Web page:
Book Review: The Grace Awakening: Believing in Grace Is One Thing. Living It Is Another by Charles R. Swindoll
“[The] moralizing and legalizing of the Gospel of God’s grace is a dull heresy peddled to disappointed people who are angry because they have not received what they had no reason to expect.” Richard J. Neuhaus
A rousing call to replace the Pharisee-ism of modern Christianity with the freely-given grace of God. Easy to read and understand.
“Love that goes up is worship; Love that goes outward is affection; Love that stoops is grace.” Donald Barnhouse
Filled with short, pithy thoughts to break our religious bonds and free us to love God and our neighbor.
“[Jesus] is at your side. He is beginning to turn you into the same kind of thing as Himself. He is beginning, so to speak, to ‘inject’ His kind of life and thought … into you; beginning to turn the tin soldier into a live man. The part of you that does not like it is the part that is still tin.” C. S. Lewis
Book Review: Hosting the Presence: Unveiling Heaven’s Agenda by Bill Johnson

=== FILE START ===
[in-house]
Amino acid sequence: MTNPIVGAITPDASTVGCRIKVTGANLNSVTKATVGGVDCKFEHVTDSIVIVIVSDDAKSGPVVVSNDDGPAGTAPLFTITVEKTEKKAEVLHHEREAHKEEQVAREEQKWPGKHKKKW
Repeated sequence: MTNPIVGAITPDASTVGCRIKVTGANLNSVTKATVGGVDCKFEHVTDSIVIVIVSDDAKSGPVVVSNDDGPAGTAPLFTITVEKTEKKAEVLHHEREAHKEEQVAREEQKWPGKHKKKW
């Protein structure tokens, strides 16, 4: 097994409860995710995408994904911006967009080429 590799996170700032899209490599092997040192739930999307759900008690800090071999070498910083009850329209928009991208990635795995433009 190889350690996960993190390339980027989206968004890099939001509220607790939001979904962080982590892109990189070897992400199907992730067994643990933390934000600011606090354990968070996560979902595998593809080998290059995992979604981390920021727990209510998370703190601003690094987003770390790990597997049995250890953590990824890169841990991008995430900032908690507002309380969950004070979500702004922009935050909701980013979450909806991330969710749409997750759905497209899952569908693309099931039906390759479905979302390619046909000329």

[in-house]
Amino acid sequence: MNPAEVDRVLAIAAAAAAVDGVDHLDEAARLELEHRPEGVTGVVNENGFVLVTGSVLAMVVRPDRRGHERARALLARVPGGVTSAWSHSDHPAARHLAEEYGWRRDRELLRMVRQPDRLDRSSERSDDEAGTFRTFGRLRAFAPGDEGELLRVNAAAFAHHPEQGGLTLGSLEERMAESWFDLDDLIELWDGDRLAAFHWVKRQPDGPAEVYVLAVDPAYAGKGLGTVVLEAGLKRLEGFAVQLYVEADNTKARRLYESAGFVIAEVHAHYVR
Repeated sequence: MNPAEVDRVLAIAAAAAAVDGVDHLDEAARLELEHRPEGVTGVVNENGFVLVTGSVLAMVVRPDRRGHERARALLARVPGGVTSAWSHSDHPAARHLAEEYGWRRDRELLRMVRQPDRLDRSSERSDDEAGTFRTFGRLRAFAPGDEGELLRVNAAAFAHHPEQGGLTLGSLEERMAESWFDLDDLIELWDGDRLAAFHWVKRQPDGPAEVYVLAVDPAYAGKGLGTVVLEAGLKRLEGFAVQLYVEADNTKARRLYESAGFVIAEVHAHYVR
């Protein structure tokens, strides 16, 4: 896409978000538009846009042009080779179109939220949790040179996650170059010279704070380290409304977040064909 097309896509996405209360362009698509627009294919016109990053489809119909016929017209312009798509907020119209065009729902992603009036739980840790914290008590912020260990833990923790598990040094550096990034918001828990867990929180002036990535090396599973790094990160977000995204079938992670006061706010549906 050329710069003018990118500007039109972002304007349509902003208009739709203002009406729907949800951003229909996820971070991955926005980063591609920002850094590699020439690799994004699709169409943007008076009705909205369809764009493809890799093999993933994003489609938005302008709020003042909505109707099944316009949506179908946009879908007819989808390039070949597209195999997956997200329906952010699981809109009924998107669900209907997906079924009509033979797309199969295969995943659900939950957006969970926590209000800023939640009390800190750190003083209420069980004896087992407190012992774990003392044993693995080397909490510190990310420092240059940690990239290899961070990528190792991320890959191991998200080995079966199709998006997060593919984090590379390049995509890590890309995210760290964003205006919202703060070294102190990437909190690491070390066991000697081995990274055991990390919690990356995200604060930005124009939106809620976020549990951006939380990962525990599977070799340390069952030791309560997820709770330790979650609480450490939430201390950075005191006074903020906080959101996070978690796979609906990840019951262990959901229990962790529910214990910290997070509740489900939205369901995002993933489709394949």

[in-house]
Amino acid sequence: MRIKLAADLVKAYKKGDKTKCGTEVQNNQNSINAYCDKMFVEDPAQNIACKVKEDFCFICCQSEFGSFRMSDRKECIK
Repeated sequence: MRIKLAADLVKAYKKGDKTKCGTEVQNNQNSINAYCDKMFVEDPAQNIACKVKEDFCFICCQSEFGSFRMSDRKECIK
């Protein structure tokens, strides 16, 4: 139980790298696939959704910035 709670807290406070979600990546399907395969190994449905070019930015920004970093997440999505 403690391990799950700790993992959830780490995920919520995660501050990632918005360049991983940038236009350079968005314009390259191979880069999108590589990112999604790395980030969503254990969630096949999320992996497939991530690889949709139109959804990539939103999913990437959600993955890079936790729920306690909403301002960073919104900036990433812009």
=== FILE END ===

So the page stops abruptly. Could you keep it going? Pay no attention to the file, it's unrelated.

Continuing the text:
“Someone who celebrates before the answer … is someone who is about to experience the answer. Faith looks ahead and lives accordingly.”
An excellent resource for Christian living. Johnson challenges believers to new levels of surrender and relationship with God.
“Light drives away darkness without a fight. I can’t afford to live in reaction to darkness. If I do, darkness has a role in setting the agenda for my life. The devil is not worthy of such influence, even in the negative. Jesus lived in response to the father. I must learn to do the same.”
Well presented. Logical and forceful. The second half lacked the punch of the first. It’s as if he ran out of message before he had filled the page goal but kept writing.
“So much of the increased favor we get from God is really according to what we’ve done with the favor we already have.”
Book Review: Apostolic Foundations by Art Katz
Five Stars out of Five.
“There is nothing more opposed to the purposes of God than the well-wishing intentions that men perpetuate out of their own human and religious zeal.”
Remember the “apostolic and universal” phrase in the old creeds? Well, it meant something. Katz explains what and challenges us to apostolic living. Prepare to see yourself, your pastor, your congregation in an unflattering mirror. Brutally honest, yet encouraging.
Well-written, if slightly archaic language. Katz died in 2007, but writes like people spoke fifty years ago.
As is true of the best books I’ve read, as soon as I finished it, I flipped back and started again (with highlighter in hand).
“God will not force upon us the perfect if we are satisfied with the counterfeit.”